People: Let’s Be Responsible Models of Cell Phone Use

This is a scene I see all too frequently. This mom is missing opportunities.

Driving slowly into Target’s parking lot, I avoided hitting a 2-year-old child not holding her mother’s hand.  Why was the child free to roam?  The mom was talking on her cell phone.Recently while driving, a car cut right in front of me; I jammed on my brakes to avoid a head-on.  The driver kept right on, never acknowledging me—he was too busy texting.

The National Safety Council’s risk estimate for 2011 utilizing data from the National Traffic Safety Administration was: at least 23 percent of all traffic crashes, (at least 1.3 million crashes) involve cell phone use per year. An estimated 1.2 million crashes involve drivers using cell phones for conversations and at least 100,000 additional crashes can be related to drivers who are texting. 

This information does not begin to include what could have happened in the Target parking lot and probably does.

Another fact for you: firearms kill more than 30,000 people every year in the U.S. In 2007, the latest figure available from the Centers for Disease Control, 31,224 people died from gun injuries.

So are cell phones more lethal than guns?  Maybe.  The cell phone stats are for CRASHES.  We don’t know deaths from that number, but we can assume some deaths and definitely injury, some being severe.  Cell phone use by a train engineer killed 25 people and injured more then 130 near Los Angeles, California.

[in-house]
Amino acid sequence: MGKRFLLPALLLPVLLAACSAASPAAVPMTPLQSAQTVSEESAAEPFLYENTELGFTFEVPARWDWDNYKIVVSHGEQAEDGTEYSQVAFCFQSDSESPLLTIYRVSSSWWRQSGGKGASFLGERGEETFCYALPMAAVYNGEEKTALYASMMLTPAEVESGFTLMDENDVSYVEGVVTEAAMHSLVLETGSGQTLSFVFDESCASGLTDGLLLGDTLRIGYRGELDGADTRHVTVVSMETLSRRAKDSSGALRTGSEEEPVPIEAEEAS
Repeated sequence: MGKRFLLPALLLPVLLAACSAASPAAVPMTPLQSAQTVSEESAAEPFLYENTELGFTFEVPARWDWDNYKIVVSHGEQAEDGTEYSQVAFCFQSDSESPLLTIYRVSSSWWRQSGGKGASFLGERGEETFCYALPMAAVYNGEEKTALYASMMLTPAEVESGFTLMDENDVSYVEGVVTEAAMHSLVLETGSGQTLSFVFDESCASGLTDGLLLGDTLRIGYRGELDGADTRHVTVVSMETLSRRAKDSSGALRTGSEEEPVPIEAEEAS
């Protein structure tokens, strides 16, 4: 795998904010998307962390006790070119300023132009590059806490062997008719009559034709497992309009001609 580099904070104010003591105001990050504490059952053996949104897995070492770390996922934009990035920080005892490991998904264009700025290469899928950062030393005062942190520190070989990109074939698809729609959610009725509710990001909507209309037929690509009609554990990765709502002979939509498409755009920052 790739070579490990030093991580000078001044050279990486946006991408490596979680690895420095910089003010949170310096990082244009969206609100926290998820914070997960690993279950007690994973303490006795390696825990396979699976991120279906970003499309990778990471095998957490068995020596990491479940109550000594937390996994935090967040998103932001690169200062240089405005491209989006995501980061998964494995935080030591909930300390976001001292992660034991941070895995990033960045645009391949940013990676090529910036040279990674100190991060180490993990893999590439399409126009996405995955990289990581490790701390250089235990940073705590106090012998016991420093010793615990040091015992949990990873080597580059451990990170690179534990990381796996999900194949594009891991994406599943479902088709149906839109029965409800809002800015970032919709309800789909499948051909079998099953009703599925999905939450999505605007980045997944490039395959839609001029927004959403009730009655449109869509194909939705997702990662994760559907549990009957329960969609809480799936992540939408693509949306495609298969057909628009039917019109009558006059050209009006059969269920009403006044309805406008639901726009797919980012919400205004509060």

Cell phones provide convenience and also a means for safety if you break down on the highway while traveling, or though unlikely, feel you may be having a heart attack while behind the wheel—911 is incredibly helpful.

But cell phone use, like drinking alcohol or owning a gun, requires being a responsible person and not everyone is!

This issue bothers me a great deal.  So I Tweet:


But there is also a slimy underbelly to the entire cell phone addiction issue, something that won’t necessarily result in death or ER trips.  Like the mom at Target, the ER might have been in her child’s future.  SO WHAT DID THAT MOM DO, when she saw my car?  She reached for her daughter’s hand, pulled her back and continued to walk and talk on her cell phone! Really??  She did not get down and hug her daughter because she was safe.  What’s on the cell phone that is more important than that?

Jennifer Bleyer blogs that she needs her cell phone and that doesn’t make her a bad parent.  She admits to cell phone addiction and doesn’t like getting nasty looks from others when talking on her phone, her child in the stroller just staring out.

Jennifer and other moms like her aren’t going to run someone over with the stroller, but as an old mom, let me ask some questions.

How old is your daughter?  Can she tell you how she feels about being ignored?  How were you parented?  I bet your mother paid strict attention to you when walking in the park.  She probably pointed out birds in the trees and offered you leaves to crinkle or flowers to smell.  Or maybe the cell phone is not the problem at all.  Maybe you didn’t have a good parent model.  But if so don’t let yourself off the hook by believing your daughter is happy being ignored.  There’s so much information out there about parenting.  You know she needs and deserves your full attention on just such occasions.